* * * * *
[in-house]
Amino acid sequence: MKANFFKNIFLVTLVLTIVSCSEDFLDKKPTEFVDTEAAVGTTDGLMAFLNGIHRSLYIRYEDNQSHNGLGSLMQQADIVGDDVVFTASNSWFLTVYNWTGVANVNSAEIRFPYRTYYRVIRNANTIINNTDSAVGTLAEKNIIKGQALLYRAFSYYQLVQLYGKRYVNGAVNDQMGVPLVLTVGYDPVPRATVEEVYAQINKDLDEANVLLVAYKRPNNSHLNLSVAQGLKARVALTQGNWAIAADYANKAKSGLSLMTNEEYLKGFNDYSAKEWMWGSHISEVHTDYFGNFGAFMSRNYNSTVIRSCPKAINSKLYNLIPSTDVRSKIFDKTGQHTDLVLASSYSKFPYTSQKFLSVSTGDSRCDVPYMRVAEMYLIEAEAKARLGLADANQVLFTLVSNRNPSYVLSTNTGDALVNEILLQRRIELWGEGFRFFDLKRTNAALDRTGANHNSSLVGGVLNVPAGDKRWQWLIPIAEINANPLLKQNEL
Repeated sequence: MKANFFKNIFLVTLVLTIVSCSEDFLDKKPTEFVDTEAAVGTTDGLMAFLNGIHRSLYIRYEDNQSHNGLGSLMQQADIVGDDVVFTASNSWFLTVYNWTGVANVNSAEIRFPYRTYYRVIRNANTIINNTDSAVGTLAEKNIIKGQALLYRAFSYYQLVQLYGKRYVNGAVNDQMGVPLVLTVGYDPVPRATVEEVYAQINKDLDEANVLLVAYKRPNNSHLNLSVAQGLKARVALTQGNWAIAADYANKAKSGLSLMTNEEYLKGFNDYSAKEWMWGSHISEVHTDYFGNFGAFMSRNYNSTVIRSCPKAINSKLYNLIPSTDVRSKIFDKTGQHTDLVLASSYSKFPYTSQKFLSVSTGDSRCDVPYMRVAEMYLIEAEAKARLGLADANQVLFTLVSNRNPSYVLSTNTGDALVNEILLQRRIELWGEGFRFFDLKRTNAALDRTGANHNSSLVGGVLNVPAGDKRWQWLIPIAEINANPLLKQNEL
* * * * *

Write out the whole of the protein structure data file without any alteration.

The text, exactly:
[in-house]
Amino acid sequence: MKANFFKNIFLVTLVLTIVSCSEDFLDKKPTEFVDTEAAVGTTDGLMAFLNGIHRSLYIRYEDNQSHNGLGSLMQQADIVGDDVVFTASNSWFLTVYNWTGVANVNSAEIRFPYRTYYRVIRNANTIINNTDSAVGTLAEKNIIKGQALLYRAFSYYQLVQLYGKRYVNGAVNDQMGVPLVLTVGYDPVPRATVEEVYAQINKDLDEANVLLVAYKRPNNSHLNLSVAQGLKARVALTQGNWAIAADYANKAKSGLSLMTNEEYLKGFNDYSAKEWMWGSHISEVHTDYFGNFGAFMSRNYNSTVIRSCPKAINSKLYNLIPSTDVRSKIFDKTGQHTDLVLASSYSKFPYTSQKFLSVSTGDSRCDVPYMRVAEMYLIEAEAKARLGLADANQVLFTLVSNRNPSYVLSTNTGDALVNEILLQRRIELWGEGFRFFDLKRTNAALDRTGANHNSSLVGGVLNVPAGDKRWQWLIPIAEINANPLLKQNEL
Repeated sequence: MKANFFKNIFLVTLVLTIVSCSEDFLDKKPTEFVDTEAAVGTTDGLMAFLNGIHRSLYIRYEDNQSHNGLGSLMQQADIVGDDVVFTASNSWFLTVYNWTGVANVNSAEIRFPYRTYYRVIRNANTIINNTDSAVGTLAEKNIIKGQALLYRAFSYYQLVQLYGKRYVNGAVNDQMGVPLVLTVGYDPVPRATVEEVYAQINKDLDEANVLLVAYKRPNNSHLNLSVAQGLKARVALTQGNWAIAADYANKAKSGLSLMTNEEYLKGFNDYSAKEWMWGSHISEVHTDYFGNFGAFMSRNYNSTVIRSCPKAINSKLYNLIPSTDVRSKIFDKTGQHTDLVLASSYSKFPYTSQKFLSVSTGDSRCDVPYMRVAEMYLIEAEAKARLGLADANQVLFTLVSNRNPSYVLSTNTGDALVNEILLQRRIELWGEGFRFFDLKRTNAALDRTGANHNSSLVGGVLNVPAGDKRWQWLIPIAEINANPLLKQNEL